San Jose leaders push to limit council meetings that drag until midnight
San Jose City Hall is pictured in this file photo. Photo by Lorraine Gabbert

    After debating until midnight and cutting off public comments, San Jose lawmakers are on a mission to make City Council meetings more efficient.

    But they can’t always agree on next steps.

    City leaders on Wednesday voted 4-1 in favor of a plan forcing the San Jose City Council to contemplate its time management skills and keep meetings on schedule.

    Vice Mayor Chappie Jones and Councilmembers David Cohen, Dev Davis and Raul Peralez voted in favor of the plan, while Councilmember Sylvia Arenas opposed. The measure was discussed by the city’s Rules and Open Government Committee, which sets the agenda for the council.

    As lawmakers debate critical policies related to COVID-19, virtual meetings are running to midnight and residents are stuck waiting hours to speak.

    Two councilmembers on opposite sides of the political aisle agree it’s a problem.

    “The uncertainty of when an item will be discussed leads to less public engagement and more dissatisfaction with the council as a governing body,” Davis and Cohen wrote in a memo.

    The pair pitched a plan Wednesday to set a time for hearing items expected to be of “greatest public interest” to give residents an idea of when they’ll be discussed. The committee approved that idea.

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    During last week’s debate about giving grocery workers hazard pay, for example, residents waited hours to speak. Then they saw their allotted two minutes slashed to one minute so the meeting didn’t run overtime — a tactic becoming more and more common in the era or Zoom council meetings.

    Some hot button issues on the agenda are given the disclaimer “not to be heard before 5 p.m.” — giving participants a general idea of when a specific topic will be debated. “Sometimes the ‘not before’ is two hours or three hours later,” Davis said. “That is not fair to our community members, who are just there for that one item.”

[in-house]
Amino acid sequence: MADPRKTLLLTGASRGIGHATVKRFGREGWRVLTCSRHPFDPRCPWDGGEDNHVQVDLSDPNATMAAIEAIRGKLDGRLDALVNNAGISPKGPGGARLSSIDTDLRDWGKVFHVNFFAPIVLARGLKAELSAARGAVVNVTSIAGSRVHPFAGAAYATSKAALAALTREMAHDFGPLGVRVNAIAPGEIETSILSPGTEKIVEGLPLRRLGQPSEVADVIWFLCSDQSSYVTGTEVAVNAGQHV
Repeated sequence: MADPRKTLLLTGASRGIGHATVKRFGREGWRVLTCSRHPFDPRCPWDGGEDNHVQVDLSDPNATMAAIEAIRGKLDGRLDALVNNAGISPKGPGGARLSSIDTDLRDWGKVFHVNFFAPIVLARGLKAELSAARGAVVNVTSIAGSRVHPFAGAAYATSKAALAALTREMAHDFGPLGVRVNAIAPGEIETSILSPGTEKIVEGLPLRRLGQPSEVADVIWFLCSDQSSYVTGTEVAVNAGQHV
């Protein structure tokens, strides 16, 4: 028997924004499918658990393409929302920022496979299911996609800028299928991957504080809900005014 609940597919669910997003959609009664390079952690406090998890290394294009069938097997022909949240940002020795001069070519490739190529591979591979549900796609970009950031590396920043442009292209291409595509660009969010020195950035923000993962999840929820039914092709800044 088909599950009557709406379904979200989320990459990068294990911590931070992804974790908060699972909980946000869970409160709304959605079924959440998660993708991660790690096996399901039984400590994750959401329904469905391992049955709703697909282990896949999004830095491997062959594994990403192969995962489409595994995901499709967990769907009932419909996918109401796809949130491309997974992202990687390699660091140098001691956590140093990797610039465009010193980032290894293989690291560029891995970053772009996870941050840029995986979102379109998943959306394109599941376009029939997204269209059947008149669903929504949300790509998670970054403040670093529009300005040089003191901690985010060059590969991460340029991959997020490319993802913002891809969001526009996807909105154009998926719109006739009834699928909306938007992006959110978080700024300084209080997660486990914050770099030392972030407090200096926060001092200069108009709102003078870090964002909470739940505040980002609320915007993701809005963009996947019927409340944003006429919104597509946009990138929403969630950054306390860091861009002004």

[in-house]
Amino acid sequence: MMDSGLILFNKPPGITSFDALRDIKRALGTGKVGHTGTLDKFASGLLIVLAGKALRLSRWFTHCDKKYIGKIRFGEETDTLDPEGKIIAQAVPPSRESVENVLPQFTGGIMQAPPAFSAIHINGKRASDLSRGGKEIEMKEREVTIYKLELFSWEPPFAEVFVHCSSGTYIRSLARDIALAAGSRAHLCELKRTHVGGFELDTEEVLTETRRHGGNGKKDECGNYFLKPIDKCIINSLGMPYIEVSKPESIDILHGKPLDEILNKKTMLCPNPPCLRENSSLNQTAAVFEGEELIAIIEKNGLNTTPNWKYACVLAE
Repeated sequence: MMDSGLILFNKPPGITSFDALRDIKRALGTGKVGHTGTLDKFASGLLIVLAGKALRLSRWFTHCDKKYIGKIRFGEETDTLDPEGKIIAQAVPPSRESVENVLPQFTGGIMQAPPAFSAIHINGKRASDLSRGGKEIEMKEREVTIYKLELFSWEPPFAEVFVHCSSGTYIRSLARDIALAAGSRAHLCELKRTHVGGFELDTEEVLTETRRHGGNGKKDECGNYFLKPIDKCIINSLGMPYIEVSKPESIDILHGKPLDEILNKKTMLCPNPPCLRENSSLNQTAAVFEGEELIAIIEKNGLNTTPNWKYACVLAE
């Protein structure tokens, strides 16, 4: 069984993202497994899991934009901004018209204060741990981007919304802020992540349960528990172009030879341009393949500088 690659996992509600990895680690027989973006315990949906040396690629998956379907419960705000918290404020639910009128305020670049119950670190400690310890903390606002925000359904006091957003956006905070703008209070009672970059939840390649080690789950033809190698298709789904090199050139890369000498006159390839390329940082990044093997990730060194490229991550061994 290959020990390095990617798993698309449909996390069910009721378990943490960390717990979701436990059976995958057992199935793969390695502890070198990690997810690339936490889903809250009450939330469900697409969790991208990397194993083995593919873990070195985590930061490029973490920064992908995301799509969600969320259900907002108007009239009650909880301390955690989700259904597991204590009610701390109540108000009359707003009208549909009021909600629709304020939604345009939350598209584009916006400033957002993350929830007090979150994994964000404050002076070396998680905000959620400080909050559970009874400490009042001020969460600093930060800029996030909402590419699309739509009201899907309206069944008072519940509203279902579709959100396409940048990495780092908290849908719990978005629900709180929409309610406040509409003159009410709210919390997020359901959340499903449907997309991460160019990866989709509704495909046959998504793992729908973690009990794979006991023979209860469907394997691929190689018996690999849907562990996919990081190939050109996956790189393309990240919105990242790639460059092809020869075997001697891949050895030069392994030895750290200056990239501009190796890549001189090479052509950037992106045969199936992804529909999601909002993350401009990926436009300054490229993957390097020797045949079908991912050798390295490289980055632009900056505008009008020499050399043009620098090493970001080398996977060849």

Since the pandemic began, some meetings have gone over or pushed the council’s midnight curfew. Two such meetings involved a plan to provide debt relief to landlords and tenants and imposing new fees on developers to create affordable housing.

    Davis and Cohen originally suggested limiting councilmember discussion to 10 minutes with additional five minute time blocks as needed for questions and responses. But Peralez and Arenas rebuked time limits, arguing the importance of asking thorough questions and advocating for residents.

    Even after the committee revised the proposal, Arenas opposed. She said Cohen and Davis missed the point.

    “The issue is we don’t hear enough from our residents and too much from ourselves,” Arenas said.

    The council last week had a passionate 3-hour discussion about a citywide emergency rental assistance program. At one point, Arenas had the floor for nearly 20 minutes talking about the importance of the policy for low-income residents.

    Arenas admitted some of her conversations were lengthy, but said she needed to ask city officials policy questions.

    “This is not to silence anybody or to limit debate,” Davis said. “It’s the same thing we teach our kids: We got to take turns and we teach our kids that for a good reason.”

    Marathon council meetings, packed agendas and lack of time management have plagued Mayor Sam Liccardo’s administration.

    The council in 2017 set a midnight curfew after City Council meetings regularly dragged until 2 a.m. A few months later, councilmembers blew right past the curfew. And previous attempts that year by Jones and Davis to move public comment to the start of the meeting — to avoid making residents wait for hours to speak — fell short.

    Cohen and Davis agree debate is essential for understanding and building support for a policy. But they said distributing time more evenly among councilmembers could help move votes along and allow for more public engagement.

    “I was trying to come up with a solution that wasn’t limiting anybody’s overall time because people were very touchy about that, Cohen told San José Spotlight. “But I also wanted to make sure we had a give and take conversation on the council.”

    The committee voted to bring a discussion about time management — which could include potentially limiting councilmembers’ speaking time — to the full City Council for consideration.

    Contact Carly Wipf at [email protected] or follow @CarlyChristineW on Twitter.

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